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The animosity between Spain’s two biggest and most successful soccer clubs cuts through civil war, dictatorship and identity politics off the field, and bitter competition for global stars on it.
After midfielder Luis Figo defected to Real Madrid in 2000, Barcelona fans famously threw a pig’s head onto the pitch when he was taking a corner kick. More recently, Barcelona President Joan Laporta provocatively plastered his face on a billboard near Real’s stadium this year that read “hoping to meet again” as part of his election campaign.
The two clubs, though, are now united as the last holdouts to defend the existence of the short-lived European Super League, which collapsed last week just 48 hours after its creation following a political and public uproar across the continent.
The alliance between the two arch enemies underscores how even though the Super League may be over before it even began, the precarious state of soccer’s finances will ensure that the idea of a breakaway will live on.
Both clubs say a new league is vital after a decade in which they dominated the UEFA Champions League—winning a combined six titles in a competition they now are seeking to abandon—to guarantee enough money comes in. Unlike their would-be Super League peers, Real and Barcelona aren’t backed by tycoons, private equity firms or Gulf wealth and are owned by fans.
“Pressure on clubs to take more control of their finances has been building for years,” said Maria Rua Aguete, a senior director at London-based media research consultancy Omdia. “While the Super League is dead, UEFA was shaken to its core, and it is likely that changes in the compensation system will be made to reduce the instability and the uncertainty of income.”
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Of the two, Barcelona is in more urgent need of remedial action, something Laporta promised to take as he was elected president of the Catalan club in March.
Barcelona has recorded the highest revenue in soccer for the past two years, but it also has the highest level of borrowing. As of June 30, its net debt totaled 488 million euros (US$590 million), more than twice what it was a year earlier. It also had to seek waivers on debt covenants from a group of investors earlier this year.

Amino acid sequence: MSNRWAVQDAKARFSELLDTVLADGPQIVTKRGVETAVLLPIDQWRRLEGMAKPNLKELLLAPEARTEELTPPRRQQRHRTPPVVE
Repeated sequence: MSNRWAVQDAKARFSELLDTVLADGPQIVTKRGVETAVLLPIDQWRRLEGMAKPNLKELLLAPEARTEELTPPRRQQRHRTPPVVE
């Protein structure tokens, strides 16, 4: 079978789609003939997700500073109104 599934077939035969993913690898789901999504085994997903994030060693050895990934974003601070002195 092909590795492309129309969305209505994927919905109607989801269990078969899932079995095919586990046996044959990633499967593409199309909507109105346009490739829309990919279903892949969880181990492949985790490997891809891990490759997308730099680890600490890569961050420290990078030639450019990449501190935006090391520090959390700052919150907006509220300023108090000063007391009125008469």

The team is now calling on the sport to explore other ways to create a new competition. “Barcelona appreciates that a much more in-depth analysis is required into the reasons that have caused this reaction in order to reconsider,” it said in a statement last week.
At Real Madrid, Chairman Florentino Perez prided himself of having fixed the club’s finances. But debt ballooned during the pandemic after games were canceled and then played in empty stadiums. Between April and May last year, as lockdowns started, the club drew 205 million euros in bank loans to compensate for lost income. That pushed net debt to 241 million euros, almost 10 times a year earlier.
A billionaire who made his money in construction, Perez was the main architect behind the Super League and nominally is still its figurehead. His main financial adviser is Madrid-based Key Capital Partners, which was in charge of managing the design of the league. Anas Laghrari, a partner at Key who has known Perez since childhood, was slated to be secretary general.
Perez says the new tournament is necessary to save soccer, but also as part of the club’s tradition as a pioneer of European competition in the 1950s. Real Madrid has won the Champions League or its precursor, the European Cup, 13 times, more than anyone else.
“What we have done has been to give ourselves a few weeks to think given the hostility with which some people, who don’t wish to lose their privileges, have manipulated the project,” Perez told Spanish newspaper As last week.
The 12-member Super League crumbled after the six English clubs started withdrawing, spooked by the vitriolic reaction from fans and the government. The company formed by the breakaway still exists, though. Clubs are wary they could be fined as much as 300 million euros by formally quitting and be open to legal action, according to a person familiar with the concerns. Still, penalties and lawsuits are unlikely to happen, the person said.
The dream of keeping the league alive hinges largely on an injunction issued by a commercial judge in Madrid on April 12. It ordered UEFA, European soccer’s governing body, to refrain from sanctioning the participant clubs. The organizers see the order as assurance that they can continue to negotiate on plans, according to a person familiar with the talks.
“Current European competitions are not stable,” said Rua Aguete. “To compound this, the huge costs incurred during the pandemic, with wages due and stadia closed, has led to a situation where the big clubs feel their current financial model is unsustainable.”